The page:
Leonard Pitts Jr., a Pulitzer Prize-winning columnist for the Miami Herald, was laying in his bed in Bowie, Md., early on Sunday morning when he woke up to a phone call. It was the police.
The police told him they received a 911 call that he had murdered his wife. They instructed him to come outside.
Pitts complied while his wife—who had been laying in bed right next to him—stayed inside. Pitts had been swatted, a dangerous prank in which a caller makes a false police report to prompt a SWAT team response.
On Tuesday, the veteran columnist laid out what happened in a new column reflecting on what it means that so many were surprised that he had survived the incident.
Pitts started by saying he hadn’t intended to write about the cops showing up at his door.
“Independence Day is Thursday, and I thought I might talk about the meaning of freedom in the age of Trump. Refugees are imprisoned in squalor on our southern border, the government balking at providing them toothpaste and soap, and I thought I might talk about the diminution of compassion in the age of Trump,” he wrote, adding that he felt “the story of how I ended up in handcuffs on my front lawn” had been told well enough by other media outlets.
“Then I thought of all the times panicky, out-of-control police officers have left unarmed black people traumatized, wounded and dead in the last few years,” Pitts continued. “And I thought of something people keep reminding me: My story easily could have had a much different ending.”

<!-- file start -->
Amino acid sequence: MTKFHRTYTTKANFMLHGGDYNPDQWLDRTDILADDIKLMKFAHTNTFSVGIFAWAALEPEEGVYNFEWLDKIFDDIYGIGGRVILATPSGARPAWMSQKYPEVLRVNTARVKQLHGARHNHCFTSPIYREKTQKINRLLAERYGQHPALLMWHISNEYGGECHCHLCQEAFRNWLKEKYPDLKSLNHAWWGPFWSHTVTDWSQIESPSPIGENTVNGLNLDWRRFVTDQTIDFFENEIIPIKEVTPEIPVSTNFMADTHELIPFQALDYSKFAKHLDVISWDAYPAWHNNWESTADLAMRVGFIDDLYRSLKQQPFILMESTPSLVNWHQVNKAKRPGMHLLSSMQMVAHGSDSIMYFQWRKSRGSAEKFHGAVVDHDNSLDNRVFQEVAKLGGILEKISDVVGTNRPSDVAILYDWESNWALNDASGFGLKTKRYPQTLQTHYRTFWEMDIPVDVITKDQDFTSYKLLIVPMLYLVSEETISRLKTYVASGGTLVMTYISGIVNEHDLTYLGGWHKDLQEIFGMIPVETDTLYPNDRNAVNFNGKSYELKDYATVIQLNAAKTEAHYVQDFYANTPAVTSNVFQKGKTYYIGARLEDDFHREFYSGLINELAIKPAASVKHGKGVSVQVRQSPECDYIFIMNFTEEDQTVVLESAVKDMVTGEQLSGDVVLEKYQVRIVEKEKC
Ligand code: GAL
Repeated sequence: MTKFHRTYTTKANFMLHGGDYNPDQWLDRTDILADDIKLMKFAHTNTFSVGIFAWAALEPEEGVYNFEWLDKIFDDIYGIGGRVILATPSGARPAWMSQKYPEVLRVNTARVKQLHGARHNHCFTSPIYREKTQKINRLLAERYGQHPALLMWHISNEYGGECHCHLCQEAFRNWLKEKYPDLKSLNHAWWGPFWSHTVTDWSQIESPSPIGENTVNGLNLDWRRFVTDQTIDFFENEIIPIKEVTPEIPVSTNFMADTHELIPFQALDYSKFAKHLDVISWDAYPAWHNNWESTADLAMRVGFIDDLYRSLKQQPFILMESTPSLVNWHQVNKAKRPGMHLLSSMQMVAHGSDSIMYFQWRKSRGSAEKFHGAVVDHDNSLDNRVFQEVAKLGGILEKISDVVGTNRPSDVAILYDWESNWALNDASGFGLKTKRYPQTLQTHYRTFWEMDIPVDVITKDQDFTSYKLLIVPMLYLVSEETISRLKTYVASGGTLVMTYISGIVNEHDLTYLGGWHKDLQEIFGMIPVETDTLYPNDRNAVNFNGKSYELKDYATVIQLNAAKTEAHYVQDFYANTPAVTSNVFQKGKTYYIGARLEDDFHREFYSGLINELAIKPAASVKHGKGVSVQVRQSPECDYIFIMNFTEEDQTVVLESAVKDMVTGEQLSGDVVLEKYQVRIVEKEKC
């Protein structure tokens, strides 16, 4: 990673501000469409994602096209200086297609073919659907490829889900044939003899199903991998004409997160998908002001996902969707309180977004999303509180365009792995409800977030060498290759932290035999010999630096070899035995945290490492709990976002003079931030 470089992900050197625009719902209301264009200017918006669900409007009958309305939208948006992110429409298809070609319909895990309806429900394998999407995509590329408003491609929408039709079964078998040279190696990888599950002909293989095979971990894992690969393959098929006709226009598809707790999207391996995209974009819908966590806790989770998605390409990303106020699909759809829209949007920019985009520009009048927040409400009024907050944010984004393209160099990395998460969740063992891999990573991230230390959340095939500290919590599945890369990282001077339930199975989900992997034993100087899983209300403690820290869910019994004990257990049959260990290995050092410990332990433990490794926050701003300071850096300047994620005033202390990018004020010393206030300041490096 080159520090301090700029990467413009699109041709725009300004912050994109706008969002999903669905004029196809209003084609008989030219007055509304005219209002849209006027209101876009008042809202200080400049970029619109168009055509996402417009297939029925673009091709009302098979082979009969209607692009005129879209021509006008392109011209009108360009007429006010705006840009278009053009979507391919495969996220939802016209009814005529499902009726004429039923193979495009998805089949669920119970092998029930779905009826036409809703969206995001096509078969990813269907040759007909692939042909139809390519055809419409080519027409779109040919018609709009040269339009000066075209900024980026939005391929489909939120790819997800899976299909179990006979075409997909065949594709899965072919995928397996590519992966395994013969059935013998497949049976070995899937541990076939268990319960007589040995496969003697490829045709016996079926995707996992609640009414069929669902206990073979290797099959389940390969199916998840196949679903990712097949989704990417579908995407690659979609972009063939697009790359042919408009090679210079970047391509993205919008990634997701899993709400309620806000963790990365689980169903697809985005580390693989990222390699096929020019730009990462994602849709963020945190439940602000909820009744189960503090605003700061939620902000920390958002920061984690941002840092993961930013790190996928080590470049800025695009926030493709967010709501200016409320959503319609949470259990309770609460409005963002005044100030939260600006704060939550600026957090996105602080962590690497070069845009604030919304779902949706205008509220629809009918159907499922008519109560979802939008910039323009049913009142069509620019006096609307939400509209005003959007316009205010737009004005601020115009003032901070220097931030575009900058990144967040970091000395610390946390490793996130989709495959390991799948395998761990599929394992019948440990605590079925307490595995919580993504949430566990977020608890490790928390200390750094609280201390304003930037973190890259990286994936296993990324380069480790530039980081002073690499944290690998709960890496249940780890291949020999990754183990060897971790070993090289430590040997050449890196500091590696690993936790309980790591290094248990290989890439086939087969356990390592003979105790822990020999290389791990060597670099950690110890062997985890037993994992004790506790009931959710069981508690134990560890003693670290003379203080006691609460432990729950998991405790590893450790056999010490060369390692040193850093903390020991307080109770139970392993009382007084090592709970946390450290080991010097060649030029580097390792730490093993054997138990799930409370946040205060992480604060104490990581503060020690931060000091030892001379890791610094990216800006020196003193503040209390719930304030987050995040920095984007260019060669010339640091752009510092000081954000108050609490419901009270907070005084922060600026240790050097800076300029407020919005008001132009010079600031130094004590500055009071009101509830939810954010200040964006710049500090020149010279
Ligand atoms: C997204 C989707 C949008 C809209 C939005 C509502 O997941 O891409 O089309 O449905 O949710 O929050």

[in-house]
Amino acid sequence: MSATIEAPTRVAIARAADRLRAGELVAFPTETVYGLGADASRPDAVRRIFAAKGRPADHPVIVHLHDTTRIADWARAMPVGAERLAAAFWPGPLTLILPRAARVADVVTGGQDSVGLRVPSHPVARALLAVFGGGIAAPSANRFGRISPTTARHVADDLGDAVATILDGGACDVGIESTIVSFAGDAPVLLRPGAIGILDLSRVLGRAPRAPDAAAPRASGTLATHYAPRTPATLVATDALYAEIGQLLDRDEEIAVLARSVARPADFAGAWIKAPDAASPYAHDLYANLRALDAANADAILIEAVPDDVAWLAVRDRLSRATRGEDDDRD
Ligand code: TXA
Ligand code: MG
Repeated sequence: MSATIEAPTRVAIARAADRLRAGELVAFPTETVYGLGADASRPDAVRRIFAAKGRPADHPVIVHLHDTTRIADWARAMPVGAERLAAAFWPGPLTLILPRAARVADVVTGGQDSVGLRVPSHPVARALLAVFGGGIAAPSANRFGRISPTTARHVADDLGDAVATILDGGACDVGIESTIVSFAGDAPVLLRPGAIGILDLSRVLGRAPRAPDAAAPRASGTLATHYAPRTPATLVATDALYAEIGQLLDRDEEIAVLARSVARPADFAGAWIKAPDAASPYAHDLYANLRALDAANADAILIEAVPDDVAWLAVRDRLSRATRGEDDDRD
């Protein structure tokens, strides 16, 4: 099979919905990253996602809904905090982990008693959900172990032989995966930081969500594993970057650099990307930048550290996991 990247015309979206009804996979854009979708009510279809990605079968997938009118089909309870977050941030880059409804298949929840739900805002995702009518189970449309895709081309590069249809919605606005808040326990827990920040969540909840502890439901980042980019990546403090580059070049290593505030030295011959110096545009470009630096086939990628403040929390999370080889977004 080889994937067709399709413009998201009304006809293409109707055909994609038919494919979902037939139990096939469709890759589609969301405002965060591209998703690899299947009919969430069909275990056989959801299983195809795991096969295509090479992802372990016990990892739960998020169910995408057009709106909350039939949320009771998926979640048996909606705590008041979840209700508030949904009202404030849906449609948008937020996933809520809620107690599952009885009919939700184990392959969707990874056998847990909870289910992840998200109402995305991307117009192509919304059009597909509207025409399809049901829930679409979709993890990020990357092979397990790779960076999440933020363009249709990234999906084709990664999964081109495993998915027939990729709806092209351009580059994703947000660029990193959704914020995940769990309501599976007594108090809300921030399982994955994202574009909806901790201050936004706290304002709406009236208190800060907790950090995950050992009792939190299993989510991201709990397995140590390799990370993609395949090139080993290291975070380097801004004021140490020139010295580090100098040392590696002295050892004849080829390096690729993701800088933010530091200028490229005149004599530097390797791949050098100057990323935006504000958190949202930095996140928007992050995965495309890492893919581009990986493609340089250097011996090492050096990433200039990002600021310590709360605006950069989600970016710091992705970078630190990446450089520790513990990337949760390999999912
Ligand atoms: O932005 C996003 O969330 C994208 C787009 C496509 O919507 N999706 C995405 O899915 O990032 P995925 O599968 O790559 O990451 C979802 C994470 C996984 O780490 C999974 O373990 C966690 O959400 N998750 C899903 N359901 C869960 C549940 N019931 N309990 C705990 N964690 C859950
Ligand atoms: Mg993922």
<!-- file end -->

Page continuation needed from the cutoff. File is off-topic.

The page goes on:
Pitts, who has written on a variety of topics but is best known for his columns on race, described in detail what he experienced last Sunday morning:
“I opened my front door into blinding spotlights and an amplified voice instructing me to drop my phone and walk forward, hands away from my body, then go down on my knees, whereupon I was cuffed and taken to stand behind a police cruiser,” he wrote. It took police about a half hour to resolve the situation and determine there was no crime.
Pitts described the incident as stressful and surreal, though, to his own surprise, he wasn’t scared.
“Once I understood what was going on, I felt reasonably confident everything would be fine if I remained calm and allowed police to figure things out,” Pitts writes. “It helped me, I think, that they themselves were calm. Nobody yelled or cursed at me. I wasn’t manhandled, and when it was over, I received an apology.”
It’s that surprise—his own, and the collective surprise that he was able to survive such an ordeal—that sticks with him, days after the event, he says. Pitts compares the outcome of his encounter with the police to that of Tamir Rice, Levar Jones, and Philando Castile.
There are, of course, many more that Pitts did not and could not possibly name. People like Sandra Bland, who survived her encounter with the cop that pulled her over, but not the three days spent in a Texas jail. Stephon Clark, killed just outside his family home. Botham Jean, fatally shot in his own apartment after an off-duty cop, Amber Guyger, intruded.
She mistook the home for her own, she claims.
They were all innocent—like him. All doing innocuous, unremarkable things. Yet they were killed and he—an alleged wife killer—was not, he notes.
“The fact that so many people regard that as a minor miracle is telling and sad. Sunday morning in a tense situation, police conducted themselves coolly and professionally. People should not have to be surprised by that,” Pitts wrote, concluding, “It should tell you something that they are.”